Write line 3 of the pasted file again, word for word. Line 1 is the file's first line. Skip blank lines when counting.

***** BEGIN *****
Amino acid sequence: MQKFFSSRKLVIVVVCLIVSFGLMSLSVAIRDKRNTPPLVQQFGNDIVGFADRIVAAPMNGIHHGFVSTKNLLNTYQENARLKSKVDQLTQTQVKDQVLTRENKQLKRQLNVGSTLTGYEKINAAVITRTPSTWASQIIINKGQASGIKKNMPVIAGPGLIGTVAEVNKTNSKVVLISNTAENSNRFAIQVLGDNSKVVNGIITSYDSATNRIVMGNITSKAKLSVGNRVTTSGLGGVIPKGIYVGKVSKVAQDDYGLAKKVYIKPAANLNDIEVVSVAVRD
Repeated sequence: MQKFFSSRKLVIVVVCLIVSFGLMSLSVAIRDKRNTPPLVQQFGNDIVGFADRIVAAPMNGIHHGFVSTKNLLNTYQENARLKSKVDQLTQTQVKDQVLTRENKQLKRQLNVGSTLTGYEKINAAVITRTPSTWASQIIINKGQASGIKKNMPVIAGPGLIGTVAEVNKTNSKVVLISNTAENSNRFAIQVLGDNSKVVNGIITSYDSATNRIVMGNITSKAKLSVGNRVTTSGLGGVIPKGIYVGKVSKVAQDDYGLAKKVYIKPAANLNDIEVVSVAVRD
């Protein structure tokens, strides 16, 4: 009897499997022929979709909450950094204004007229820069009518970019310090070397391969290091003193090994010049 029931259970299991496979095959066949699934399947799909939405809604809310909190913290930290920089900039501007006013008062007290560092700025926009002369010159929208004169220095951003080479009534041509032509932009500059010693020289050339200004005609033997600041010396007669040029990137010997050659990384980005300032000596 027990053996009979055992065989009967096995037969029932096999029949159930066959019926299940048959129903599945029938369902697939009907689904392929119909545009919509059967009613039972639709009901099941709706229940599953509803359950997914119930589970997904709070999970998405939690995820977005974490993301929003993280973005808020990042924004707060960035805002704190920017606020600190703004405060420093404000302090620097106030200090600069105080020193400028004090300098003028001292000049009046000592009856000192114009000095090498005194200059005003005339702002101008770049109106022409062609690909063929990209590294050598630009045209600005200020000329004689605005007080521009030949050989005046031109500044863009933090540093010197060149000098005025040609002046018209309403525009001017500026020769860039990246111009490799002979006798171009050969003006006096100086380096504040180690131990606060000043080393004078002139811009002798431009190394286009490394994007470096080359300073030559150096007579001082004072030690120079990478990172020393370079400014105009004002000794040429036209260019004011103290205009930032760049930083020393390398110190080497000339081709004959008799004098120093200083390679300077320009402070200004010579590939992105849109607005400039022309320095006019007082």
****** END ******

């Protein structure tokens, strides 16, 4: 009897499997022929979709909450950094204004007229820069009518970019310090070397391969290091003193090994010049 029931259970299991496979095959066949699934399947799909939405809604809310909190913290930290920089900039501007006013008062007290560092700025926009002369010159929208004169220095951003080479009534041509032509932009500059010693020289050339200004005609033997600041010396007669040029990137010997050659990384980005300032000596 027990053996009979055992065989009967096995037969029932096999029949159930066959019926299940048959129903599945029938369902697939009907689904392929119909545009919509059967009613039972639709009901099941709706229940599953509803359950997914119930589970997904709070999970998405939690995820977005974490993301929003993280973005808020990042924004707060960035805002704190920017606020600190703004405060420093404000302090620097106030200090600069105080020193400028004090300098003028001292000049009046000592009856000192114009000095090498005194200059005003005339702002101008770049109106022409062609690909063929990209590294050598630009045209600005200020000329004689605005007080521009030949050989005046031109500044863009933090540093010197060149000098005025040609002046018209309403525009001017500026020769860039990246111009490799002979006798171009050969003006006096100086380096504040180690131990606060000043080393004078002139811009002798431009190394286009490394994007470096080359300073030559150096007579001082004072030690120079990478990172020393370079400014105009004002000794040429036209260019004011103290205009930032760049930083020393390398110190080497000339081709004959008799004098120093200083390679300077320009402070200004010579590939992105849109607005400039022309320095006019007082």